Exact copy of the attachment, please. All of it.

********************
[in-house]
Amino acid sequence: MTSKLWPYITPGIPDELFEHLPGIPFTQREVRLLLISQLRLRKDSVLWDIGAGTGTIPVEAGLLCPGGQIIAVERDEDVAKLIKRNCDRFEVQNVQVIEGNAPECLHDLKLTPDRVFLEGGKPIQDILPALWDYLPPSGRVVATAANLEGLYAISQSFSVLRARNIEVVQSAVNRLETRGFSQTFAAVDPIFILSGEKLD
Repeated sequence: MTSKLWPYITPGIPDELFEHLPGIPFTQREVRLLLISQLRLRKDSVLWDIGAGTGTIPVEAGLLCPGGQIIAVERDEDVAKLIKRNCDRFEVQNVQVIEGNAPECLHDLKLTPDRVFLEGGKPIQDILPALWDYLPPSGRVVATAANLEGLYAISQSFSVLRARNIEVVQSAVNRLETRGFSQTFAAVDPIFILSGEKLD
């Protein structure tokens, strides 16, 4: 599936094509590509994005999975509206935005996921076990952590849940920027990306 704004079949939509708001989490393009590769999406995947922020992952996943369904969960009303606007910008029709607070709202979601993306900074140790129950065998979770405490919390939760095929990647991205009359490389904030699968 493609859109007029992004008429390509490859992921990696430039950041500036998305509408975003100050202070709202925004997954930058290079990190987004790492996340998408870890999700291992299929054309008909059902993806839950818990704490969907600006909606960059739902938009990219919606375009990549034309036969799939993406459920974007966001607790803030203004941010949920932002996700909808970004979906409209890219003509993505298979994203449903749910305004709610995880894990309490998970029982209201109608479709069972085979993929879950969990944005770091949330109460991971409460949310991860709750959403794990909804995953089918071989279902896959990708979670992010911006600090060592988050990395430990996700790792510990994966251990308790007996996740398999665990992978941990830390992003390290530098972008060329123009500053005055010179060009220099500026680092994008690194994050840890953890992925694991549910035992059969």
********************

[in-house]
Amino acid sequence: MTSKLWPYITPGIPDELFEHLPGIPFTQREVRLLLISQLRLRKDSVLWDIGAGTGTIPVEAGLLCPGGQIIAVERDEDVAKLIKRNCDRFEVQNVQVIEGNAPECLHDLKLTPDRVFLEGGKPIQDILPALWDYLPPSGRVVATAANLEGLYAISQSFSVLRARNIEVVQSAVNRLETRGFSQTFAAVDPIFILSGEKLD
Repeated sequence: MTSKLWPYITPGIPDELFEHLPGIPFTQREVRLLLISQLRLRKDSVLWDIGAGTGTIPVEAGLLCPGGQIIAVERDEDVAKLIKRNCDRFEVQNVQVIEGNAPECLHDLKLTPDRVFLEGGKPIQDILPALWDYLPPSGRVVATAANLEGLYAISQSFSVLRARNIEVVQSAVNRLETRGFSQTFAAVDPIFILSGEKLD
């Protein structure tokens, strides 16, 4: 599936094509590509994005999975509206935005996921076990952590849940920027990306 704004079949939509708001989490393009590769999406995947922020992952996943369904969960009303606007910008029709607070709202979601993306900074140790129950065998979770405490919390939760095929990647991205009359490389904030699968 493609859109007029992004008429390509490859992921990696430039950041500036998305509408975003100050202070709202925004997954930058290079990190987004790492996340998408870890999700291992299929054309008909059902993806839950818990704490969907600006909606960059739902938009990219919606375009990549034309036969799939993406459920974007966001607790803030203004941010949920932002996700909808970004979906409209890219003509993505298979994203449903749910305004709610995880894990309490998970029982209201109608479709069972085979993929879950969990944005770091949330109460991971409460949310991860709750959403794990909804995953089918071989279902896959990708979670992010911006600090060592988050990395430990996700790792510990994966251990308790007996996740398999665990992978941990830390992003390290530098972008060329123009500053005055010179060009220099500026680092994008690194994050840890953890992925694991549910035992059969």